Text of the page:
With peace restored, those who fled began returning to Somaliland. But many had lost access to their land; others were unable to return to their pastoralist livelihoods and were rele-gated to squatting on public land in Hargeisa. They went from being refugees in Ethiopia to IDPs in their home country. Many of them established firm roots where they settled and have integrated into the local economy, but they live under the con-stant threat that the government will seek to reclaim the land. The ever-temporary nature of their residency limits their ability to establish permanent structures, while also making it difficult for donors and aid agencies to invest in infrastructure projects.

Government Relocations

The Somaliland government has initiated plans to relocate some IDPs to designated land on the outskirts of town. If this

process is consultative, voluntary, and leads to security of land tenure, than this could be a positive development. But the IDPs will face major challenges if they do not receive support at the new sites, which are far from city schools and health centers. For IDPs who are engaged in economic activities in Hargeisa, any relocation will be a shock to their livelihoods and long-established coping strategies.

The UNHCR – which leads multiple clusters in Somaliland, including protection, emergency shelter, and camp coordina-tion and camp management – must play the lead role in ensuring that IDPs’ rights are not violated during relocation. This requires close engagement with the Somaliland Ministry of Repatriation, Rehabilitation, and Reintegration, and effec-tive push-back against forced evictions that violate interna-tional humanitarian law. Regarding the overall IDP response, OCHA must play a stronger role. According to several aid workers whom RI spoke with, coordination is lacking at all levels. As the host government, Somaliland authorities have the ultimate responsibility for IDPs – and indeed the govern-ment is currently crafting an IDP policy. However, the govern-ment has limited capacity and requires additional support. In particular, OCHA should engage more actively with the Somaliland government to identify gaps in the IDP response and to coordinate various actors. At minimum, OCHA should deploy a high-level international staff person to Hargeisa to lead a more robust coordination effort.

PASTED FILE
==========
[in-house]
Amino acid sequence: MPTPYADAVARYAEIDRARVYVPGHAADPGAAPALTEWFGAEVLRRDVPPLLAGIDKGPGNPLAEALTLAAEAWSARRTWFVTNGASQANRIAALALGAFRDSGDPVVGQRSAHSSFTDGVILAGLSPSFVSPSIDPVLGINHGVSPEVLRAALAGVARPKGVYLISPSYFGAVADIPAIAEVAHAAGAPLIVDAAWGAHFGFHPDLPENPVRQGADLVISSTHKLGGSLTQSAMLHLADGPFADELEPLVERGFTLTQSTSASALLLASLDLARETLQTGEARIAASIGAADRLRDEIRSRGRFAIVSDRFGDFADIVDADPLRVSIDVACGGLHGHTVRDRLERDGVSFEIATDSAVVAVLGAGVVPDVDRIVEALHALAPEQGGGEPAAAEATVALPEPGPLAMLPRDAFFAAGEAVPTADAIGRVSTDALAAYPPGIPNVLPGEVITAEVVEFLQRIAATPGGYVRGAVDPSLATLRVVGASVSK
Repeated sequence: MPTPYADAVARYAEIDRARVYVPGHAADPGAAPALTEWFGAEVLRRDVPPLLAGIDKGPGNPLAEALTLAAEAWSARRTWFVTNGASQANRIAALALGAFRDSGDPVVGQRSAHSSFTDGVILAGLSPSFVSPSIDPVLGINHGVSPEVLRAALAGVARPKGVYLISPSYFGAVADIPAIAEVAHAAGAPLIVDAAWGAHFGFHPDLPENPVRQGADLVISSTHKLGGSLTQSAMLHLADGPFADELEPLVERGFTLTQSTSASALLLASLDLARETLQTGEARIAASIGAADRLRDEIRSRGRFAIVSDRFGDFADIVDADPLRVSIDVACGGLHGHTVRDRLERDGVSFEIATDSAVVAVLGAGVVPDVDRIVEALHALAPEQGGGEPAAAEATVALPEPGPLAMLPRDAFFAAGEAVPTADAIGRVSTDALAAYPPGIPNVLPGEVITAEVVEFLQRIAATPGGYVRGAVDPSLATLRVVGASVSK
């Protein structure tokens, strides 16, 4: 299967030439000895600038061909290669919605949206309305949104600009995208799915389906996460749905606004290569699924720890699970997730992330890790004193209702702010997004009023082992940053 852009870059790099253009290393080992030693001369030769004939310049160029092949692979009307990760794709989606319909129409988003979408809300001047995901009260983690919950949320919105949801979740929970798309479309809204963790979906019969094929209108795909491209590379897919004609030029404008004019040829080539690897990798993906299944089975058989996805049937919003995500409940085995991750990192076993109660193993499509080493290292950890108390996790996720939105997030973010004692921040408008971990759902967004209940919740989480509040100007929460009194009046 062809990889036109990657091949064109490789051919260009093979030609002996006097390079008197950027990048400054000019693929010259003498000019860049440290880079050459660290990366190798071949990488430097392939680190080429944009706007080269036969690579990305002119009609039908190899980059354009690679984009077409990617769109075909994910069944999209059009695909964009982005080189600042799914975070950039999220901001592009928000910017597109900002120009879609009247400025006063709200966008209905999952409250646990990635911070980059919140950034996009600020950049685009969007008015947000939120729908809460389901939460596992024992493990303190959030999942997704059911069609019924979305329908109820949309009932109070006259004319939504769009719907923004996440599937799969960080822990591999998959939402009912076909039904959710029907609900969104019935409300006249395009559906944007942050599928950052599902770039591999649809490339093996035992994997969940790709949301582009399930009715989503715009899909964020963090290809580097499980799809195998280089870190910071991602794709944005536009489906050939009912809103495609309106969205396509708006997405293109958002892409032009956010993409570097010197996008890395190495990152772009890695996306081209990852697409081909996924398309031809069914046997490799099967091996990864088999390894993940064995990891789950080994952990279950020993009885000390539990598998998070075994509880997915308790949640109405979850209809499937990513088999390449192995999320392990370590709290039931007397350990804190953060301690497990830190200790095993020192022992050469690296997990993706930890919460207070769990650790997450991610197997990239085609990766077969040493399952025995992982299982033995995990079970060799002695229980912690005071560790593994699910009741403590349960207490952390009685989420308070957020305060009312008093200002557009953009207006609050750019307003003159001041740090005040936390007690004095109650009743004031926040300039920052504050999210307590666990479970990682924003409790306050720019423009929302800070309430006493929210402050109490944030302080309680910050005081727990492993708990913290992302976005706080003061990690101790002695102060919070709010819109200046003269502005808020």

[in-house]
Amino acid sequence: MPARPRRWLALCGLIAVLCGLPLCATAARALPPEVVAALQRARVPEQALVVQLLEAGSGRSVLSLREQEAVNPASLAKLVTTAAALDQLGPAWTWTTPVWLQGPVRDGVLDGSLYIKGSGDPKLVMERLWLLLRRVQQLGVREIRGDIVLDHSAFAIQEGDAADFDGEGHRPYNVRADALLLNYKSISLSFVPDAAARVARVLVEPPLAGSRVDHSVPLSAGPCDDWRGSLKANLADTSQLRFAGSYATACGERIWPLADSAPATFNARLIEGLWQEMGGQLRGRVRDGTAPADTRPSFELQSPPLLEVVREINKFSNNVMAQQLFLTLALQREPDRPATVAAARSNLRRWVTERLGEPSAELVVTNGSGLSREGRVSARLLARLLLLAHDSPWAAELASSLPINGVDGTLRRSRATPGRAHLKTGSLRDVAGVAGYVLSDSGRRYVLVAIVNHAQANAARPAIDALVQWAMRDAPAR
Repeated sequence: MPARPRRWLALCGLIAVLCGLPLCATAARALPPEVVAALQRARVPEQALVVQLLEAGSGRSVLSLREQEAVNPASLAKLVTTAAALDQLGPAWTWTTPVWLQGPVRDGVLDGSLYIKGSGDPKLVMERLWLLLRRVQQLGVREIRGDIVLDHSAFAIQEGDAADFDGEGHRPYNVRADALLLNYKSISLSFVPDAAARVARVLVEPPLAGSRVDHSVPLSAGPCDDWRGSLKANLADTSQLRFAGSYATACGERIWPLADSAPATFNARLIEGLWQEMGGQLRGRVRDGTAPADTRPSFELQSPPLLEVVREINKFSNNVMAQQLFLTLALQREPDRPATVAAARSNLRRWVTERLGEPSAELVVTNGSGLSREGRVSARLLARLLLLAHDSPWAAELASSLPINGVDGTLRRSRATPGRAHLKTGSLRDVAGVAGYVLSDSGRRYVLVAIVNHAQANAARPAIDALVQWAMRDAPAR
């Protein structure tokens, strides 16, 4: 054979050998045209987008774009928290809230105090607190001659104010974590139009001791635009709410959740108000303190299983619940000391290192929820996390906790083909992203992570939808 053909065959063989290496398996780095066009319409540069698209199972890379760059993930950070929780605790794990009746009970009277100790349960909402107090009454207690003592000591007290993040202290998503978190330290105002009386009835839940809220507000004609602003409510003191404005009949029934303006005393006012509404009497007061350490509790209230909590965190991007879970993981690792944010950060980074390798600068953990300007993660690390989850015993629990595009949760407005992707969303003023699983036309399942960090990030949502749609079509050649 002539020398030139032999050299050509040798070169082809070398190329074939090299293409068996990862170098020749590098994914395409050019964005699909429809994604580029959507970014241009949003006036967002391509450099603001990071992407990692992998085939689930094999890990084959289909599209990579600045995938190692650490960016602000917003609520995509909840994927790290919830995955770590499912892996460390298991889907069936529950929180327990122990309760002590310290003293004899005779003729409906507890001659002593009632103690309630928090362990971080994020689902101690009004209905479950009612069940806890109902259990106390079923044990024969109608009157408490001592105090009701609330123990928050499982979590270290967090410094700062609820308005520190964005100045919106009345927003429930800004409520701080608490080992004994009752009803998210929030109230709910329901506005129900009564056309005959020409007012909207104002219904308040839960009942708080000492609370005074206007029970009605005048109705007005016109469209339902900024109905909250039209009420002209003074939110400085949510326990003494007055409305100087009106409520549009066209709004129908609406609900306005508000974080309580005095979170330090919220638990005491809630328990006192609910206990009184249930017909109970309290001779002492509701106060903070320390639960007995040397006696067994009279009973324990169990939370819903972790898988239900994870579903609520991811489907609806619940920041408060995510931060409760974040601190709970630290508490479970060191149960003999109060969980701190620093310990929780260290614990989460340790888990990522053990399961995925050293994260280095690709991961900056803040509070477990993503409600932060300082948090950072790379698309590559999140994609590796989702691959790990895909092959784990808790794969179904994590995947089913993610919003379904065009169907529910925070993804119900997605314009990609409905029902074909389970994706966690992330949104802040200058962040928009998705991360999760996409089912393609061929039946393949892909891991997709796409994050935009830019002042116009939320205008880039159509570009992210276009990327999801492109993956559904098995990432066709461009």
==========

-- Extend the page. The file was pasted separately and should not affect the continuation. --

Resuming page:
Development Opportunities

Like Mogadishu, Somaliland is in a period of transition. There are emergency needs, but there are also development oppor-tunities. Though there is ongoing insecurity along the dis-puted border area between Somaliland and Puntland, Somaliland maintains a level a stability and good governance that is absent from much of the rest of Somalia. There is the capacity for increased investment in long-term development that can spur the region’s economic development and prevent future displacement. As noted above, many of Hargeisa’s newest IDPs were pastoralists who lost their livelihoods due to drought. If they had received adequate support and assis-tance in their home areas, then it is possible that their current displacement could have been avoided.

In a positive development, the next UN Consolidated Appeals Process (CAP) will span three years rather than only one. The focus will remain humanitarian, but it will also include multi-year activities and programs to address early recovery and development priorities. But for the CAP to be effective, donors must also commit to longer-term resources and planning.

Mark Yarnell assessed the situation for internally displaced people within Somalia in September 2012.